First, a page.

Maternity Leave? Family Leave? What Do They Mean?

Maternity Leave

You work at your job and you are about to have a baby. Gone are the days when you would be expected to quit your job because, of course, you would be staying home. Then again the days are also gone where, like the wife in The Good Earth, you had your baby and went back to working in the fields immediately.

We are now between those two extremes. If you want to return to your job after you give birth, you have to learn something about maternity leave. Maternity leave has changed in many ways over the past few years. For one thing, it is often now called family leave because employers and others realize the importance of allowing the father or partner to have some time off with the new child and mother.

In most other developed countries, a woman who works outside the home has the right to a certain amount of leave at full or partial pay when she has a baby. However, in the United States, whether you get a paid maternity leave or not depends on the company for which you work. Some companies are very generous and some decidedly are not. Some may give you time off, but may not guarantee that you will get your same or a similar job back. Only 12% of Americans work for a private employer that provides paid family leave.

Most women who want or need to return to their jobs after they give birth often must cobble together a period of paid time off from their jobs by using saved-up sick days, vacation time, personal days, and by going on short-term disability if they can. Although some people are able to afford to skip a paycheck for a while, most people cannot. Many women end up going back to work before they feel ready.

The Family Medical Leave Act (FMLA) is a federal law in the United States that applies to companies with more than 50 employees. It requires an employer to provide employees with up to 12 weeks of leave per year for medical needs either for themselves or for a family member. This law covers the birth or adoption of a baby. Your employer must allow you or your husband or partner to be able to return to your jobs—or similar jobs—with the same salary, benefits, and working conditions.

You can take leave before your delivery under this law if you have complications with your pregnancy and your doctor says you should not work. You can take leave after the birth or adoption of a child anytime during the first year after the birth or adoption. You can also use the 12 weeks of leave intermittently, either by working part-time for a limited period or take some time off right after you give birth and then later.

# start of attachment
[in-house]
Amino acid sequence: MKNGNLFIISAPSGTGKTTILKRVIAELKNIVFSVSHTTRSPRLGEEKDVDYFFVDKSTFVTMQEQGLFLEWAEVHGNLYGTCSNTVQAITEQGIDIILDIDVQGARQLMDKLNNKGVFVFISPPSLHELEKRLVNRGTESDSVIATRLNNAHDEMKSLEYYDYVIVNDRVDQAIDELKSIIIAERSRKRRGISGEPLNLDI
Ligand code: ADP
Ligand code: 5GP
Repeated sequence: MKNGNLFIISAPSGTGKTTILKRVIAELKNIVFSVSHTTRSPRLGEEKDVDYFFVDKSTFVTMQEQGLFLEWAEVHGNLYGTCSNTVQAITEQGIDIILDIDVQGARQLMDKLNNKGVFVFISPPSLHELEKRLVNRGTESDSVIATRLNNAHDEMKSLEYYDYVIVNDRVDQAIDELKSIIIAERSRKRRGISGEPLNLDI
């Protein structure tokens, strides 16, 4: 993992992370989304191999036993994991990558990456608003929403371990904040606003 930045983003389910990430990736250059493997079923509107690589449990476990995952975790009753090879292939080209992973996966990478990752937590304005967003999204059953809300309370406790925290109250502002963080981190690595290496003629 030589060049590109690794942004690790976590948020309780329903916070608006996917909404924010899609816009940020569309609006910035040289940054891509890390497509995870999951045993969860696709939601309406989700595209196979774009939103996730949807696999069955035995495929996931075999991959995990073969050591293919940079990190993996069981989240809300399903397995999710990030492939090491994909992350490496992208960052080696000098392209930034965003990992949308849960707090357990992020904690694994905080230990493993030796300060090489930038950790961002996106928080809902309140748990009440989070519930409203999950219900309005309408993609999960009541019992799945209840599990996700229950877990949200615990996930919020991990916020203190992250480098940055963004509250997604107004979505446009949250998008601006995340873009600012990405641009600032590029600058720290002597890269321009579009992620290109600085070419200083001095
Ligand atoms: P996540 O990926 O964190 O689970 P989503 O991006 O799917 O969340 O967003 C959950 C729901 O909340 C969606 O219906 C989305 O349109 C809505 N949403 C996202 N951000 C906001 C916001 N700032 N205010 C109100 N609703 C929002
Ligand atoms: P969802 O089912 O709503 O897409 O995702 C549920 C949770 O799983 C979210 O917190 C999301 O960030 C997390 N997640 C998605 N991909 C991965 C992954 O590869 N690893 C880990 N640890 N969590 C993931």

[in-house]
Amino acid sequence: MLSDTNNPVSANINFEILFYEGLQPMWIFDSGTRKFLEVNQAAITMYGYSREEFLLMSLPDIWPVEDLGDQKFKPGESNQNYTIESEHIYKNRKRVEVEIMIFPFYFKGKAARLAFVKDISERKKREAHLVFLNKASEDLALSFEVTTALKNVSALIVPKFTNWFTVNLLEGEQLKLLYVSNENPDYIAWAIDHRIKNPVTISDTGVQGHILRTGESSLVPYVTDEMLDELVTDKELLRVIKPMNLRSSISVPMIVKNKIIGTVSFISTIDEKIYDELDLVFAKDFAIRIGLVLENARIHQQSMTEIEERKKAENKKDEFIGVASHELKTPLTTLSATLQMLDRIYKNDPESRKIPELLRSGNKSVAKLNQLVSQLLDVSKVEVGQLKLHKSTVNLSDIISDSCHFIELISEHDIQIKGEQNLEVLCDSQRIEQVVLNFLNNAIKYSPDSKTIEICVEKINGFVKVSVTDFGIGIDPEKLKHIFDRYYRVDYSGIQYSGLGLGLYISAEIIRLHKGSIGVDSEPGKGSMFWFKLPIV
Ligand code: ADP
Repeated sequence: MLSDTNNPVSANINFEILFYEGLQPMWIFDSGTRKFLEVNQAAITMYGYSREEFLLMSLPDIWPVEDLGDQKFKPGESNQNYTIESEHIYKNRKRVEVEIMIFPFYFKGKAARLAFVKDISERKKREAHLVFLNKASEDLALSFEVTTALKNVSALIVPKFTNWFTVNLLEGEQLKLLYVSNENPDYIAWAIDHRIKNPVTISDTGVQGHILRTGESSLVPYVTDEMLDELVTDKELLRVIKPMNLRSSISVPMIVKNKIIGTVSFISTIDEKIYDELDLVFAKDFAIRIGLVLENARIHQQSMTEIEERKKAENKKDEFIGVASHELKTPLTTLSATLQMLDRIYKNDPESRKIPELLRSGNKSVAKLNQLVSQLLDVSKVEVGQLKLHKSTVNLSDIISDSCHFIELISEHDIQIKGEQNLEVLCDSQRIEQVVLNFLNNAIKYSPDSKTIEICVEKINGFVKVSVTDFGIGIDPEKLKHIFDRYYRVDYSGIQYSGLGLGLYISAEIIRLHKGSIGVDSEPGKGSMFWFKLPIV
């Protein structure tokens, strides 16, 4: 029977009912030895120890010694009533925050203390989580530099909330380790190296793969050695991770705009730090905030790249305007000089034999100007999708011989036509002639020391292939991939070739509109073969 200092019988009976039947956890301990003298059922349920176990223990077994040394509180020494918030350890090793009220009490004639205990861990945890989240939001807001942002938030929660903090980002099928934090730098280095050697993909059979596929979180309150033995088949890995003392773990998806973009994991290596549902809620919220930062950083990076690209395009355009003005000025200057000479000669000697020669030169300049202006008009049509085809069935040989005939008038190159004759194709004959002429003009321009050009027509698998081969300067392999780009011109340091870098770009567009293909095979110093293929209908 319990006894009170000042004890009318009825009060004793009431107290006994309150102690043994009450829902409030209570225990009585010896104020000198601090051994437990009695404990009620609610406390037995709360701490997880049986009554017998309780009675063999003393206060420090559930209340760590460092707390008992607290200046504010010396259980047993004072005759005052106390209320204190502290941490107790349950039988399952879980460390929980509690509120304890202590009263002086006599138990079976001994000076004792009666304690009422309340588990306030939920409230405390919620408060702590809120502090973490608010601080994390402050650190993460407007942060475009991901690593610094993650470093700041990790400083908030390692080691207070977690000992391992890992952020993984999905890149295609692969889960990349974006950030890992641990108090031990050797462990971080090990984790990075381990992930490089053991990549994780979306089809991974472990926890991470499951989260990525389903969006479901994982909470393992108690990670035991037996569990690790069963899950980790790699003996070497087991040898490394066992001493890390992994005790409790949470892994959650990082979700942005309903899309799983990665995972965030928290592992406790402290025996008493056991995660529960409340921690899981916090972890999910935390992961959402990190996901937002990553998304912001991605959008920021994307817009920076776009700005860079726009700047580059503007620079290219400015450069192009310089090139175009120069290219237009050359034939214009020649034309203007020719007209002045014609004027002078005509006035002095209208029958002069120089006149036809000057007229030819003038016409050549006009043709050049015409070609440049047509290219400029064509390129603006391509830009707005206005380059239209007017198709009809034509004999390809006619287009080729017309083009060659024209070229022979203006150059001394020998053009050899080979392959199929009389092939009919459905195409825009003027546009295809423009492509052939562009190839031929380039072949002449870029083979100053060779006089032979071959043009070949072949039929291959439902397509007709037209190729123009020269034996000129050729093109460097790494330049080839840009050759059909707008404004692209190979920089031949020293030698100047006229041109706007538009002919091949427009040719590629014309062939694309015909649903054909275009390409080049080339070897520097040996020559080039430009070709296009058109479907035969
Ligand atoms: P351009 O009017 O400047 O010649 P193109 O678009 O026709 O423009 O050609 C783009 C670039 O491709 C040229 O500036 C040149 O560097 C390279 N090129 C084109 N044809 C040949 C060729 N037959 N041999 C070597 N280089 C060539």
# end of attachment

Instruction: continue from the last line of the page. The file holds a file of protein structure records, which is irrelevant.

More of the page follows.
To qualify under the FMLA, you must have worked for your employer for at least 12 months before you take medical leave and have worked at least 1,250 hours in that year.

But this type of leave is unpaid leave and does not apply to all businesses. You have the right to up to 12 weeks off, but you will not get paid unless your employer chooses to give a paid leave. Some states give employees paid family leave for a birth or adoption, but this done through state disability programs.

If you are pregnant and plan to go back to work, it is a good idea to talk to your company’s human resources department as soon as possible. They will be able to tell you how the FMLA affects you and about any company policies that apply to you.

What are your thoughts on family leave? Share in the comments section below. 

Sources:

FMLA Online. FMLA for pregnancy: Frequently asked questions.

Whattoexpect.com. What every mom needs to know about maternity leave.

Valerie DeBenedette
Valerie DeBenedette is an experienced health and medical writer who lives about an hour north of New York City with a dog that is smaller than her cat. Her work has appeared in magazines, newspapers, newsletters, and on websites. She is a member of the National Association of Science Writers.

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